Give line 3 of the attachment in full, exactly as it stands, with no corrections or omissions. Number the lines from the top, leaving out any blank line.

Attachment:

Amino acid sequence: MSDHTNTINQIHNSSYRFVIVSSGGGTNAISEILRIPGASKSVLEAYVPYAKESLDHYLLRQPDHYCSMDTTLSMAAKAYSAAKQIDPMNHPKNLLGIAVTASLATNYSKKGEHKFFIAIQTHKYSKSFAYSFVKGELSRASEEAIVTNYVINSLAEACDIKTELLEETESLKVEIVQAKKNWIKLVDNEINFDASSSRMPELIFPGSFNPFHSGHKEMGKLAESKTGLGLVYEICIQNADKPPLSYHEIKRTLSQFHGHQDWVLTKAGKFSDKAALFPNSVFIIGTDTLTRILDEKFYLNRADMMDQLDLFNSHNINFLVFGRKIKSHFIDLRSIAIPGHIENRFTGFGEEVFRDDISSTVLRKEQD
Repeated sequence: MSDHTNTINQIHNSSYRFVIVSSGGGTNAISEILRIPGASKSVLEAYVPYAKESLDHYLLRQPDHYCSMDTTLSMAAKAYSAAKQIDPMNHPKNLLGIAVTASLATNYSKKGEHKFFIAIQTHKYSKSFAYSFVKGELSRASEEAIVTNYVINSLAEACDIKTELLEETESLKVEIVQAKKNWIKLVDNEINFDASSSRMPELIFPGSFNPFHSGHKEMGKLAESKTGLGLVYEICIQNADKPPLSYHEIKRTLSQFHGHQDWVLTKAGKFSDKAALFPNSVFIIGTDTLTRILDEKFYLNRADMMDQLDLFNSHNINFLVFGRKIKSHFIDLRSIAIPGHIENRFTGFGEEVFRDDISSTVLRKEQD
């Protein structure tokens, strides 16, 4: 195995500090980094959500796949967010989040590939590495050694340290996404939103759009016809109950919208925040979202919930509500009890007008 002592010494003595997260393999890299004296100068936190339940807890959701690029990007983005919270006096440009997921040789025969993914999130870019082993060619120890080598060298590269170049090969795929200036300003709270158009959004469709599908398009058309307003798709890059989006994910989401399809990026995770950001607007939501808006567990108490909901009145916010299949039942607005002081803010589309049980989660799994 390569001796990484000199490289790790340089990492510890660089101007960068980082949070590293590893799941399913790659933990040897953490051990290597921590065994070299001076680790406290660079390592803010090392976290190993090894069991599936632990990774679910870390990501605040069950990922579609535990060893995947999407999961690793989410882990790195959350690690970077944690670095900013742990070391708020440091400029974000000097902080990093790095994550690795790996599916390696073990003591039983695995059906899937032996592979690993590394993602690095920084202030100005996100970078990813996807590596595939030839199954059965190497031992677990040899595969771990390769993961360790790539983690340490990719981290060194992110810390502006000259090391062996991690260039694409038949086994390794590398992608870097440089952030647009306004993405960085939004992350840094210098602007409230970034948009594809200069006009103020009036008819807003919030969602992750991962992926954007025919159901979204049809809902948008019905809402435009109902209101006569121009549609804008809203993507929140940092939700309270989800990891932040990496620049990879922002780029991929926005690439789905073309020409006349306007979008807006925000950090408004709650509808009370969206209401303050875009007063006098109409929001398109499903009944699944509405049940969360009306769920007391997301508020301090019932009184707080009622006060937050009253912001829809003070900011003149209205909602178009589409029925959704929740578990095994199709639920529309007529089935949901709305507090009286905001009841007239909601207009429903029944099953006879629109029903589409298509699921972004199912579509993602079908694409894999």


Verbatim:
């Protein structure tokens, strides 16, 4: 195995500090980094959500796949967010989040590939590495050694340290996404939103759009016809109950919208925040979202919930509500009890007008 002592010494003595997260393999890299004296100068936190339940807890959701690029990007983005919270006096440009997921040789025969993914999130870019082993060619120890080598060298590269170049090969795929200036300003709270158009959004469709599908398009058309307003798709890059989006994910989401399809990026995770950001607007939501808006567990108490909901009145916010299949039942607005002081803010589309049980989660799994 390569001796990484000199490289790790340089990492510890660089101007960068980082949070590293590893799941399913790659933990040897953490051990290597921590065994070299001076680790406290660079390592803010090392976290190993090894069991599936632990990774679910870390990501605040069950990922579609535990060893995947999407999961690793989410882990790195959350690690970077944690670095900013742990070391708020440091400029974000000097902080990093790095994550690795790996599916390696073990003591039983695995059906899937032996592979690993590394993602690095920084202030100005996100970078990813996807590596595939030839199954059965190497031992677990040899595969771990390769993961360790790539983690340490990719981290060194992110810390502006000259090391062996991690260039694409038949086994390794590398992608870097440089952030647009306004993405960085939004992350840094210098602007409230970034948009594809200069006009103020009036008819807003919030969602992750991962992926954007025919159901979204049809809902948008019905809402435009109902209101006569121009549609804008809203993507929140940092939700309270989800990891932040990496620049990879922002780029991929926005690439789905073309020409006349306007979008807006925000950090408004709650509808009370969206209401303050875009007063006098109409929001398109499903009944699944509405049940969360009306769920007391997301508020301090019932009184707080009622006060937050009253912001829809003070900011003149209205909602178009589409029925959704929740578990095994199709639920529309007529089935949901709305507090009286905001009841007239909601207009429903029944099953006879629109029903589409298509699921972004199912579509993602079908694409894999």